The sense of community among mystery writers is a definite surprise and a delight. At conferences and online, other writers have freely reached out to me with supportive comments, answers to questions, and helpful tales of their own adventures and misadventures, with never a hint of competition or one-upmanship. I have found mystery writers in general to be bright, funny, and modest. One of the best things about being a mystery writer is being included in this jolly, interested, extended “club”—even though Ashna Graves is not a clubby sort of gal in general. I suspect that this mutually supportive atmosphere has a lot to do with gender. Though the male writers I’ve met are fine fellows, it’s the many women mystery writers who treat the craft as a sort of quilting bee. I don’t spend a lot of time online or on the telephone with other writers, but I know I could if I wanted to, and whenever I do, the interactions are worthwhile and best of all entertaining.

Has promotion been harder work, or more expensive, than you anticipated? Do you think most first novelists realize what a drain promotion can be on both energy and finances?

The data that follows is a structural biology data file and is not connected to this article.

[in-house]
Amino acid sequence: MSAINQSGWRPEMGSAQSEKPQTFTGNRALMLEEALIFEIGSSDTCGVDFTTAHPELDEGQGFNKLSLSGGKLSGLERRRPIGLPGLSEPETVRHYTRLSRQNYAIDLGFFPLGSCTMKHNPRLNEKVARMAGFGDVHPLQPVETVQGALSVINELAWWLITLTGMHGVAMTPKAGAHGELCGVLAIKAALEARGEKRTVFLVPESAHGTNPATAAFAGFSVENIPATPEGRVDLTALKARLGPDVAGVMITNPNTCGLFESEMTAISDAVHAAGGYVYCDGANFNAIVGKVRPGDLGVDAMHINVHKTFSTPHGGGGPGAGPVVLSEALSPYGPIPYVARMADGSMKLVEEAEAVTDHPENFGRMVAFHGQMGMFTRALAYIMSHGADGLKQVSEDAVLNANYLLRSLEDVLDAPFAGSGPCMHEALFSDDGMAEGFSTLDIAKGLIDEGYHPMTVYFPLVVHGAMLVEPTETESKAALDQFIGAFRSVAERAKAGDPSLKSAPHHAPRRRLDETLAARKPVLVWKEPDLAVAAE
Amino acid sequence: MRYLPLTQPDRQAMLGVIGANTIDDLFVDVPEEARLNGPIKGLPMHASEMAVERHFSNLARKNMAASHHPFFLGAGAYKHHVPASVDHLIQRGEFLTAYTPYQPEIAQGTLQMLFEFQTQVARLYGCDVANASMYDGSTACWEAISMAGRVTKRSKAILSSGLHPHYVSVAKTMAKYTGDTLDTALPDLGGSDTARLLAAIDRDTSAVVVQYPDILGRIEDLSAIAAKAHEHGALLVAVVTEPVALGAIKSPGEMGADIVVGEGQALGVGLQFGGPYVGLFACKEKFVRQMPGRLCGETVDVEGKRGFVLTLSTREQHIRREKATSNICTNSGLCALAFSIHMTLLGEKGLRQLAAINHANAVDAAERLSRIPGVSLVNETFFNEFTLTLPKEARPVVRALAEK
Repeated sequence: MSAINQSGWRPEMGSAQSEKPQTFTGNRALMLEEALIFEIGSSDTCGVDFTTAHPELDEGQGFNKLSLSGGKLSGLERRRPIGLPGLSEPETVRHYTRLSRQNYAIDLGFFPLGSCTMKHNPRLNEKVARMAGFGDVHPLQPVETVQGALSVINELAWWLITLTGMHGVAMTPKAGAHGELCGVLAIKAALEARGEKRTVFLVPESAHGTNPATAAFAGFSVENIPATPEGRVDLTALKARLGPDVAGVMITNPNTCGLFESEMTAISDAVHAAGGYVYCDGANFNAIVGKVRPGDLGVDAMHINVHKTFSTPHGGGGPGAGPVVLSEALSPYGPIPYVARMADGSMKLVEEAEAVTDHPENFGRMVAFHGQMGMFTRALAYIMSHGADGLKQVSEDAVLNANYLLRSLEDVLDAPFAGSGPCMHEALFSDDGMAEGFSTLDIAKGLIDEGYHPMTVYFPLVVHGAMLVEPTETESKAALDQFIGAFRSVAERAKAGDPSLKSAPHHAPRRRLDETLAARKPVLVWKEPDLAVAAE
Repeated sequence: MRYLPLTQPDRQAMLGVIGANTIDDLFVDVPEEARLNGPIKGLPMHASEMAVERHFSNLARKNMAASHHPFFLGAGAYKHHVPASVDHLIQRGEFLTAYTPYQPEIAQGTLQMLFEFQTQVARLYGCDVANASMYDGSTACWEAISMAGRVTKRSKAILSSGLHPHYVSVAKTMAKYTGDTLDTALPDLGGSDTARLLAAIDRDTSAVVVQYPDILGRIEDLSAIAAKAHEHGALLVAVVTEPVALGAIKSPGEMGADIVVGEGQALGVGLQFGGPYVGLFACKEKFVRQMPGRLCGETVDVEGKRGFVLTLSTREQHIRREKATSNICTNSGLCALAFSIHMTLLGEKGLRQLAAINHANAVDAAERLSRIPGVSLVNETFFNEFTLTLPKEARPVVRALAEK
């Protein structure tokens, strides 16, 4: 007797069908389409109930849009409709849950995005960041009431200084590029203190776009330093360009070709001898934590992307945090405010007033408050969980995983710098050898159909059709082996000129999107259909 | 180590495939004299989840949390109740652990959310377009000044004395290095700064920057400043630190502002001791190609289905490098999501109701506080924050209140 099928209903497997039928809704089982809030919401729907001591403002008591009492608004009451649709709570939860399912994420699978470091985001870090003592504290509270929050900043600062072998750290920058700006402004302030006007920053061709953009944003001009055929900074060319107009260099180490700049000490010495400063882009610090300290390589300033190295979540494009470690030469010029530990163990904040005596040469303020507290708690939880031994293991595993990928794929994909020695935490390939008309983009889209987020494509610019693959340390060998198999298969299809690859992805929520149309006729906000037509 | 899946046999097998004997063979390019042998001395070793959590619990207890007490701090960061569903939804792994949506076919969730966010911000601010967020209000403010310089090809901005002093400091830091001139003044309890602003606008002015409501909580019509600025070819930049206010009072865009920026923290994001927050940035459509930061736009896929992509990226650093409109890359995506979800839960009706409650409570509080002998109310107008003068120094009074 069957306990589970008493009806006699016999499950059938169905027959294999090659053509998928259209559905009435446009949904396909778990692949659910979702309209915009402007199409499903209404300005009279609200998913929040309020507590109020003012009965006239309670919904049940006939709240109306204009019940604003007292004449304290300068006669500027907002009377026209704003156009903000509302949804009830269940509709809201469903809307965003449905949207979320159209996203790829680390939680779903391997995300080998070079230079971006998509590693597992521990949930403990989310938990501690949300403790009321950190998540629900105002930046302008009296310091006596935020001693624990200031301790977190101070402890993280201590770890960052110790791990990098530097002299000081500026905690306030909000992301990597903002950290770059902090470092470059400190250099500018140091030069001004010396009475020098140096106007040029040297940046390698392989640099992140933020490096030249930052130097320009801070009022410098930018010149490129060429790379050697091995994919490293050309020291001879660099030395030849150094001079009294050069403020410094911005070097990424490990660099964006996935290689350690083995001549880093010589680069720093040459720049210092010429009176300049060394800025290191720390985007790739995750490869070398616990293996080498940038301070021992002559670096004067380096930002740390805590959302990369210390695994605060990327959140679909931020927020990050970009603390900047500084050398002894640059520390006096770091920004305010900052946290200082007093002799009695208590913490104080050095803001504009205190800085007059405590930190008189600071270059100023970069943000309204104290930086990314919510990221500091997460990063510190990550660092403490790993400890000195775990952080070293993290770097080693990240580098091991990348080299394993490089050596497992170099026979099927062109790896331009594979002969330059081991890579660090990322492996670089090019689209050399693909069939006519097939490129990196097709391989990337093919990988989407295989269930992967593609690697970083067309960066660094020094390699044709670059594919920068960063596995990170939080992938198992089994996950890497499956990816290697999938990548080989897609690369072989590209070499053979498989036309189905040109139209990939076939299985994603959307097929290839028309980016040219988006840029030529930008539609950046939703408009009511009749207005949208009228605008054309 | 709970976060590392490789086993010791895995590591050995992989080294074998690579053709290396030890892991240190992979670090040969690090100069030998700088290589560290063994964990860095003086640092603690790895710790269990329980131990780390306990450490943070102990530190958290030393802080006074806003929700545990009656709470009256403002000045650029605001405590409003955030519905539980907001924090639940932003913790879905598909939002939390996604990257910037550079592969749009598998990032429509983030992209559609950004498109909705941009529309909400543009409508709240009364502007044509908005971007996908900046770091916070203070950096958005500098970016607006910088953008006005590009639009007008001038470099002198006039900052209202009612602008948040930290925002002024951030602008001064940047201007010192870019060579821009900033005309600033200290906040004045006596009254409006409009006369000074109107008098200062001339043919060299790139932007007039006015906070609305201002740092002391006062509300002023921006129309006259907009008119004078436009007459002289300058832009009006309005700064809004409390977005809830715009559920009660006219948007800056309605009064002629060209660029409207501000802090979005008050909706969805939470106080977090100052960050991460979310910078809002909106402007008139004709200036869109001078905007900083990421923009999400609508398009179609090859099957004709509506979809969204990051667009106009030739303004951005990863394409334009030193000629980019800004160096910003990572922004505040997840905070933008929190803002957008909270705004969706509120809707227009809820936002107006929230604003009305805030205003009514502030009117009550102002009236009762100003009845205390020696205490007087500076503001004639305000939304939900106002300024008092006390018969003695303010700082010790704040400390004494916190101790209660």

The best thing about promotion is talking to readers. The worst is having to organize appearances and travel, especially when the publicity has not been good and not very many people show up. It is also very expensive, and for all but the really big sellers the return is not financially worth it, especially for a first book with a modest print run. But it has to be done because those contacts, especially with bookstore owners, are what get people reading your work. To make money is not a good reason to go into mystery writing, though some people do manage reasonable income after a few books. I consider that a bonus. The way things are going, I will clear a few thousand dollars on my first mystery, which would figure out to pennies per hour. Babysitting would be a sounder investment of time!